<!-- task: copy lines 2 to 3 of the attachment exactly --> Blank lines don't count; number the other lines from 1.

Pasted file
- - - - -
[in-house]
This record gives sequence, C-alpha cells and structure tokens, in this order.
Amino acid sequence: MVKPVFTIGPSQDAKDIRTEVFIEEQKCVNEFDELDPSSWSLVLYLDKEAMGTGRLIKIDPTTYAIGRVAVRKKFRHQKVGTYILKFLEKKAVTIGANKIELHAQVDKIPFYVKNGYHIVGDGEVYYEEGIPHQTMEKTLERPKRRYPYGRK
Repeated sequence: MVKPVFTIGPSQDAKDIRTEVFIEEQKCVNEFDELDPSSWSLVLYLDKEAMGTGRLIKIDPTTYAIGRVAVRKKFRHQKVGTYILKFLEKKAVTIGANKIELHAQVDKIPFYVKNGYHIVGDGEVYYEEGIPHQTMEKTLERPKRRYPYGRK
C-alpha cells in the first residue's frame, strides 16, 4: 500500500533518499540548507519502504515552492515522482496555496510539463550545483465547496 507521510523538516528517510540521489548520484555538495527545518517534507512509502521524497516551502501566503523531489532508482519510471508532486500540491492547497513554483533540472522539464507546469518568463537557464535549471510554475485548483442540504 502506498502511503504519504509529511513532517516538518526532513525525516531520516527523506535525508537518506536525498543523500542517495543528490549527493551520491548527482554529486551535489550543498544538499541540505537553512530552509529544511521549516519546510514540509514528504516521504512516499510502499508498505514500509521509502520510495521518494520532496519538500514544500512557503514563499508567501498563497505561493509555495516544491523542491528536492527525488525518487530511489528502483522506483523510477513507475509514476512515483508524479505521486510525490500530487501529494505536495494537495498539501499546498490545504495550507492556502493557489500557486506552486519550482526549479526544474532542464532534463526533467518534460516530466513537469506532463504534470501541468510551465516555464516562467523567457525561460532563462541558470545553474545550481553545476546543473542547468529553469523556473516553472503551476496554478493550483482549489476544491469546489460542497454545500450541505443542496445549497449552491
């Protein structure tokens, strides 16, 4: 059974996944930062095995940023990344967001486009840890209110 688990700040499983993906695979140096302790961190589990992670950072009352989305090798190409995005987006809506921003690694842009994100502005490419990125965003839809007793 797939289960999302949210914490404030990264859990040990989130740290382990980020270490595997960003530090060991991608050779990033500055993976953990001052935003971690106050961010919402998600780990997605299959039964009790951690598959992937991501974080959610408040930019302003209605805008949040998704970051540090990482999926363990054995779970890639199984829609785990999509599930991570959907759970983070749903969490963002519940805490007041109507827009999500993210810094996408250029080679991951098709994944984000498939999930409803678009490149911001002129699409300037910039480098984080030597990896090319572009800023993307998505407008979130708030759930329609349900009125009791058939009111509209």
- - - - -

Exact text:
This record gives sequence, C-alpha cells and structure tokens, in this order.
Amino acid sequence: MVKPVFTIGPSQDAKDIRTEVFIEEQKCVNEFDELDPSSWSLVLYLDKEAMGTGRLIKIDPTTYAIGRVAVRKKFRHQKVGTYILKFLEKKAVTIGANKIELHAQVDKIPFYVKNGYHIVGDGEVYYEEGIPHQTMEKTLERPKRRYPYGRK